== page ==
Deke Slayton was involved in the NASA space program from the late 1950s until the early 1980s, so this biography covers a lot of ground: Mercury, Gemini, Apollo, Skylab and the Apollo-Soyuz Test Project, when Slayton finally flew in space himself after years of selecting the crews.
The wide scope of the book necessarily means only brief descriptions of some missions, especially as the NASA chapters are sandwiched by descriptions of his early life and of his post-program years. Note that there are no photographs or illustrations at all in this book. Look elsewhere, though, and you'll often see Deke lurking in photos of Mission Control.
Although co-authored by a journalist, the book is written in the first person and, as such, succeeds in getting you inside Slayton's no-nonsense mindset. The simple language helps the reader understand some complicated concepts - not least his famous astronaut selection sequence.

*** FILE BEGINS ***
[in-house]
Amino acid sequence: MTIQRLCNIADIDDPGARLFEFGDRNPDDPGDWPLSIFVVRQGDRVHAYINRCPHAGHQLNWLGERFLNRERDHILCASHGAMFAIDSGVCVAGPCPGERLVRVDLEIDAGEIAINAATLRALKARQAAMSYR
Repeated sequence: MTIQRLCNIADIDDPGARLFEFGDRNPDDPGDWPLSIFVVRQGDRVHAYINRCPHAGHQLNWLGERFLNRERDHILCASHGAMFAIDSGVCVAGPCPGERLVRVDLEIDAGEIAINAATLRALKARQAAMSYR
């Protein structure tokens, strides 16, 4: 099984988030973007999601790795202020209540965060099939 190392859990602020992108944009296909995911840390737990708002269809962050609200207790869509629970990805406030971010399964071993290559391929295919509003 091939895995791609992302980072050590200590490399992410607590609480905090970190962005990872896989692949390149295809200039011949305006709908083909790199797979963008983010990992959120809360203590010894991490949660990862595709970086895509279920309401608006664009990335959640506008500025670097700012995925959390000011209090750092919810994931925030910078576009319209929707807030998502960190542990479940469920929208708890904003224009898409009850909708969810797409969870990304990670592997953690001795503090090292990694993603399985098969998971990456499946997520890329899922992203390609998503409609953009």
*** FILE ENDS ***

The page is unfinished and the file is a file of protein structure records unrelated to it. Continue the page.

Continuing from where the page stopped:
Deke is mentioned in almost all the astronaut biographies, almost always in favourable terms, so it is very interesting to read his version of events, albeit not always returning the compliments.
The final pages are sad in that he clearly knew his days were numbered as he committed his memories to tape with co-author Cassutt. Shame. A great and much-missed character, well portrayed in this interesting read.